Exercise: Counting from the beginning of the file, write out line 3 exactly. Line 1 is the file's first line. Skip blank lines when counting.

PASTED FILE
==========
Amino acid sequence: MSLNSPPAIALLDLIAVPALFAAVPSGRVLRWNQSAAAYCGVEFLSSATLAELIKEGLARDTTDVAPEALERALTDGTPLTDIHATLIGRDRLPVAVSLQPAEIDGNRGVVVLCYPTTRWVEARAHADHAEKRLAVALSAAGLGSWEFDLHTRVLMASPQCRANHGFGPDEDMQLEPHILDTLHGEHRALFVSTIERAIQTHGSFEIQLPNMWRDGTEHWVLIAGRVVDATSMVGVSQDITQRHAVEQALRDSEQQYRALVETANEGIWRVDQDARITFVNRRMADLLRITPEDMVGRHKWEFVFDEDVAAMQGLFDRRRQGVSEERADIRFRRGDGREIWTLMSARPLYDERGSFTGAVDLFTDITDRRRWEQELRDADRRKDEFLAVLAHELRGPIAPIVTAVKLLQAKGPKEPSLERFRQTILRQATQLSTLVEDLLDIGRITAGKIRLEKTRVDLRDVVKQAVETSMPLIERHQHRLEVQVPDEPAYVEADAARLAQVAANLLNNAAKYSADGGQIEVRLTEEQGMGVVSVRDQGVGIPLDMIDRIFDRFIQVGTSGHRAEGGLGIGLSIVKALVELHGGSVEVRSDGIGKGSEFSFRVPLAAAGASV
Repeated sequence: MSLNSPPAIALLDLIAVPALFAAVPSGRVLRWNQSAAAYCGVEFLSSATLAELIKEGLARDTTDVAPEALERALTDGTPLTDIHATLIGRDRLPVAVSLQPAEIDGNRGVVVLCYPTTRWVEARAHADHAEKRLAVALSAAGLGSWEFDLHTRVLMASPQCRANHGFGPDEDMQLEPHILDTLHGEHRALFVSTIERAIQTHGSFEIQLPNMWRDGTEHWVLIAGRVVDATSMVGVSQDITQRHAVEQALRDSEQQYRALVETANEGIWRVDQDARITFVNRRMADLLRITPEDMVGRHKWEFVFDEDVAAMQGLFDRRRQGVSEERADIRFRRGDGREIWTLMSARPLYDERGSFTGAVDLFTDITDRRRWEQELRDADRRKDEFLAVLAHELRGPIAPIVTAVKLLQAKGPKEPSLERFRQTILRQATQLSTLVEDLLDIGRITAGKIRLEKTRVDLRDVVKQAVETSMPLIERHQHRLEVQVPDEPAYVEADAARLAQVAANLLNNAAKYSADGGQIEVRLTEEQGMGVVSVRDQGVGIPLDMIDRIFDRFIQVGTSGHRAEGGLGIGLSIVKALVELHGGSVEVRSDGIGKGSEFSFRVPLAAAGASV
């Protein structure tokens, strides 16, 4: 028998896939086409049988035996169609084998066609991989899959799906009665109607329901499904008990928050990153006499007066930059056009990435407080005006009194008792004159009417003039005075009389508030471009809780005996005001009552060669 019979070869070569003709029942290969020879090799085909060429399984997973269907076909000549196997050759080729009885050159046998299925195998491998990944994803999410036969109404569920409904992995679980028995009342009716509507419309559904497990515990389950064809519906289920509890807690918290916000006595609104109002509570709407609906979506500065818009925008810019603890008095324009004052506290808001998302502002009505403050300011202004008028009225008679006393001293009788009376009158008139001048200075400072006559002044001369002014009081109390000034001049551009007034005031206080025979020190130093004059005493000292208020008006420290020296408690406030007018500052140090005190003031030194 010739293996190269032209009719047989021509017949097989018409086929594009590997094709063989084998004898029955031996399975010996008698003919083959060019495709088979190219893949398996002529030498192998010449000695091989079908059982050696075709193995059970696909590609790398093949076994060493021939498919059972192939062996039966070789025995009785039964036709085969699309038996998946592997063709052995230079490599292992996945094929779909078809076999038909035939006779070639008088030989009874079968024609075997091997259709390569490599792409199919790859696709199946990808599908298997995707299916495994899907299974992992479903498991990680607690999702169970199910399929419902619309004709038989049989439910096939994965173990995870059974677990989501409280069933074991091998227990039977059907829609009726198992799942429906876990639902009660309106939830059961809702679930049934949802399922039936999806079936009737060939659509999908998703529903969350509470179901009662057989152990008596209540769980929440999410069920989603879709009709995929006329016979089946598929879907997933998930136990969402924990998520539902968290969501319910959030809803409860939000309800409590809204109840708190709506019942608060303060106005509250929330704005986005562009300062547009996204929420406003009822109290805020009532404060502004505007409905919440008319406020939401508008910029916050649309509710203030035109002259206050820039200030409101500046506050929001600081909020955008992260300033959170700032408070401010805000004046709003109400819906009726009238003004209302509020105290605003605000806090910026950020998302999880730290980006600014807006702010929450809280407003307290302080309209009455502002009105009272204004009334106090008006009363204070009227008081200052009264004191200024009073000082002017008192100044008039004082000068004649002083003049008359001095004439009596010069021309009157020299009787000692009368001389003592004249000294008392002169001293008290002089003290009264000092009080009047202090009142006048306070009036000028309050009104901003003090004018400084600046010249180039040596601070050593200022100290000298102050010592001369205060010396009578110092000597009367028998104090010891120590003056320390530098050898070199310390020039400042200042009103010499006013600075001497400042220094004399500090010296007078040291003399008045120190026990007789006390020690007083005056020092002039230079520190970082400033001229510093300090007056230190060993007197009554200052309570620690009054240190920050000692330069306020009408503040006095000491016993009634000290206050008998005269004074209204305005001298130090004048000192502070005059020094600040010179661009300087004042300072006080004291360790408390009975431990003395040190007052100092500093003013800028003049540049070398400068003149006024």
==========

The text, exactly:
């Protein structure tokens, strides 16, 4: 028998896939086409049988035996169609084998066609991989899959799906009665109607329901499904008990928050990153006499007066930059056009990435407080005006009194008792004159009417003039005075009389508030471009809780005996005001009552060669 019979070869070569003709029942290969020879090799085909060429399984997973269907076909000549196997050759080729009885050159046998299925195998491998990944994803999410036969109404569920409904992995679980028995009342009716509507419309559904497990515990389950064809519906289920509890807690918290916000006595609104109002509570709407609906979506500065818009925008810019603890008095324009004052506290808001998302502002009505403050300011202004008028009225008679006393001293009788009376009158008139001048200075400072006559002044001369002014009081109390000034001049551009007034005031206080025979020190130093004059005493000292208020008006420290020296408690406030007018500052140090005190003031030194 010739293996190269032209009719047989021509017949097989018409086929594009590997094709063989084998004898029955031996399975010996008698003919083959060019495709088979190219893949398996002529030498192998010449000695091989079908059982050696075709193995059970696909590609790398093949076994060493021939498919059972192939062996039966070789025995009785039964036709085969699309038996998946592997063709052995230079490599292992996945094929779909078809076999038909035939006779070639008088030989009874079968024609075997091997259709390569490599792409199919790859696709199946990808599908298997995707299916495994899907299974992992479903498991990680607690999702169970199910399929419902619309004709038989049989439910096939994965173990995870059974677990989501409280069933074991091998227990039977059907829609009726198992799942429906876990639902009660309106939830059961809702679930049934949802399922039936999806079936009737060939659509999908998703529903969350509470179901009662057989152990008596209540769980929440999410069920989603879709009709995929006329016979089946598929879907997933998930136990969402924990998520539902968290969501319910959030809803409860939000309800409590809204109840708190709506019942608060303060106005509250929330704005986005562009300062547009996204929420406003009822109290805020009532404060502004505007409905919440008319406020939401508008910029916050649309509710203030035109002259206050820039200030409101500046506050929001600081909020955008992260300033959170700032408070401010805000004046709003109400819906009726009238003004209302509020105290605003605000806090910026950020998302999880730290980006600014807006702010929450809280407003307290302080309209009455502002009105009272204004009334106090008006009363204070009227008081200052009264004191200024009073000082002017008192100044008039004082000068004649002083003049008359001095004439009596010069021309009157020299009787000692009368001389003592004249000294008392002169001293008290002089003290009264000092009080009047202090009142006048306070009036000028309050009104901003003090004018400084600046010249180039040596601070050593200022100290000298102050010592001369205060010396009578110092000597009367028998104090010891120590003056320390530098050898070199310390020039400042200042009103010499006013600075001497400042220094004399500090010296007078040291003399008045120190026990007789006390020690007083005056020092002039230079520190970082400033001229510093300090007056230190060993007197009554200052309570620690009054240190920050000692330069306020009408503040006095000491016993009634000290206050008998005269004074209204305005001298130090004048000192502070005059020094600040010179661009300087004042300072006080004291360790408390009975431990003395040190007052100092500093003013800028003049540049070398400068003149006024």